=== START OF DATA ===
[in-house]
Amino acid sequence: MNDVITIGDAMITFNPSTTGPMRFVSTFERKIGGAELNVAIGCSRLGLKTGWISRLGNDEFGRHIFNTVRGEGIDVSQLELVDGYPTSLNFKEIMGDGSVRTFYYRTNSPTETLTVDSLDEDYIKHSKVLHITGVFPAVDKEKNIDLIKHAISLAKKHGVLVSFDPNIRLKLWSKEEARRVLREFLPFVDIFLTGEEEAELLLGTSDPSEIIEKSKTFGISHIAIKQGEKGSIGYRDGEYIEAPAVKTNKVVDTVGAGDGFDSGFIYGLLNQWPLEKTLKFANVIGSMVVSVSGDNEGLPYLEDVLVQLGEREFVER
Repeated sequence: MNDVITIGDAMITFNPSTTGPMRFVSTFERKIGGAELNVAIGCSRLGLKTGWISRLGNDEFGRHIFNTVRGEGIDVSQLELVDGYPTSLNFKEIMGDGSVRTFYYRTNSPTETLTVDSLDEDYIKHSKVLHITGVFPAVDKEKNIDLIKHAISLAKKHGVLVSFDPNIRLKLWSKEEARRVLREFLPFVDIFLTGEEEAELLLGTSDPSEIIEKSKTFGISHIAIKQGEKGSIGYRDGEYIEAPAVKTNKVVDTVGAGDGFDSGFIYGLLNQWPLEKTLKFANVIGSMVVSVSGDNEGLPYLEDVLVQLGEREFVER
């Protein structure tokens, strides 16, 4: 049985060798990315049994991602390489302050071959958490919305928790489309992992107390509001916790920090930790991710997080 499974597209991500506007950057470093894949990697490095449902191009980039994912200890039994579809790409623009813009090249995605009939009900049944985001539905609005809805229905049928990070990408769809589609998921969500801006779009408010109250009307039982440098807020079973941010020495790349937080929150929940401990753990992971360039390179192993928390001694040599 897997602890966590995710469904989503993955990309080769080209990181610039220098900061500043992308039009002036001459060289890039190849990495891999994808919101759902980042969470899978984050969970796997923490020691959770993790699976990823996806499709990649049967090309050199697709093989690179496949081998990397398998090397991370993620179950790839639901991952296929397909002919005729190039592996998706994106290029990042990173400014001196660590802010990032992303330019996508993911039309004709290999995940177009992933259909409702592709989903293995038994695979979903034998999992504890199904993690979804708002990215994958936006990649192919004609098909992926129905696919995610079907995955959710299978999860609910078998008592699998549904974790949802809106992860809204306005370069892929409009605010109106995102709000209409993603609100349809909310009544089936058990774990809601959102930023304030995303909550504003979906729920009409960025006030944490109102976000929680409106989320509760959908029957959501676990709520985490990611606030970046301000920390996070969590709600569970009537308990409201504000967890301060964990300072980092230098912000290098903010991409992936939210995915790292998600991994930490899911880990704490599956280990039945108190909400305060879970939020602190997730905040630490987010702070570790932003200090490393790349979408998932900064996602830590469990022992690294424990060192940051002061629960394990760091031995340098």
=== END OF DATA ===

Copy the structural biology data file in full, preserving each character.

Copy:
[in-house]
Amino acid sequence: MNDVITIGDAMITFNPSTTGPMRFVSTFERKIGGAELNVAIGCSRLGLKTGWISRLGNDEFGRHIFNTVRGEGIDVSQLELVDGYPTSLNFKEIMGDGSVRTFYYRTNSPTETLTVDSLDEDYIKHSKVLHITGVFPAVDKEKNIDLIKHAISLAKKHGVLVSFDPNIRLKLWSKEEARRVLREFLPFVDIFLTGEEEAELLLGTSDPSEIIEKSKTFGISHIAIKQGEKGSIGYRDGEYIEAPAVKTNKVVDTVGAGDGFDSGFIYGLLNQWPLEKTLKFANVIGSMVVSVSGDNEGLPYLEDVLVQLGEREFVER
Repeated sequence: MNDVITIGDAMITFNPSTTGPMRFVSTFERKIGGAELNVAIGCSRLGLKTGWISRLGNDEFGRHIFNTVRGEGIDVSQLELVDGYPTSLNFKEIMGDGSVRTFYYRTNSPTETLTVDSLDEDYIKHSKVLHITGVFPAVDKEKNIDLIKHAISLAKKHGVLVSFDPNIRLKLWSKEEARRVLREFLPFVDIFLTGEEEAELLLGTSDPSEIIEKSKTFGISHIAIKQGEKGSIGYRDGEYIEAPAVKTNKVVDTVGAGDGFDSGFIYGLLNQWPLEKTLKFANVIGSMVVSVSGDNEGLPYLEDVLVQLGEREFVER
């Protein structure tokens, strides 16, 4: 049985060798990315049994991602390489302050071959958490919305928790489309992992107390509001916790920090930790991710997080 499974597209991500506007950057470093894949990697490095449902191009980039994912200890039994579809790409623009813009090249995605009939009900049944985001539905609005809805229905049928990070990408769809589609998921969500801006779009408010109250009307039982440098807020079973941010020495790349937080929150929940401990753990992971360039390179192993928390001694040599 897997602890966590995710469904989503993955990309080769080209990181610039220098900061500043992308039009002036001459060289890039190849990495891999994808919101759902980042969470899978984050969970796997923490020691959770993790699976990823996806499709990649049967090309050199697709093989690179496949081998990397398998090397991370993620179950790839639901991952296929397909002919005729190039592996998706994106290029990042990173400014001196660590802010990032992303330019996508993911039309004709290999995940177009992933259909409702592709989903293995038994695979979903034998999992504890199904993690979804708002990215994958936006990649192919004609098909992926129905696919995610079907995955959710299978999860609910078998008592699998549904974790949802809106992860809204306005370069892929409009605010109106995102709000209409993603609100349809909310009544089936058990774990809601959102930023304030995303909550504003979906729920009409960025006030944490109102976000929680409106989320509760959908029957959501676990709520985490990611606030970046301000920390996070969590709600569970009537308990409201504000967890301060964990300072980092230098912000290098903010991409992936939210995915790292998600991994930490899911880990704490599956280990039945108190909400305060879970939020602190997730905040630490987010702070570790932003200090490393790349979408998932900064996602830590469990022992690294424990060192940051002061629960394990760091031995340098």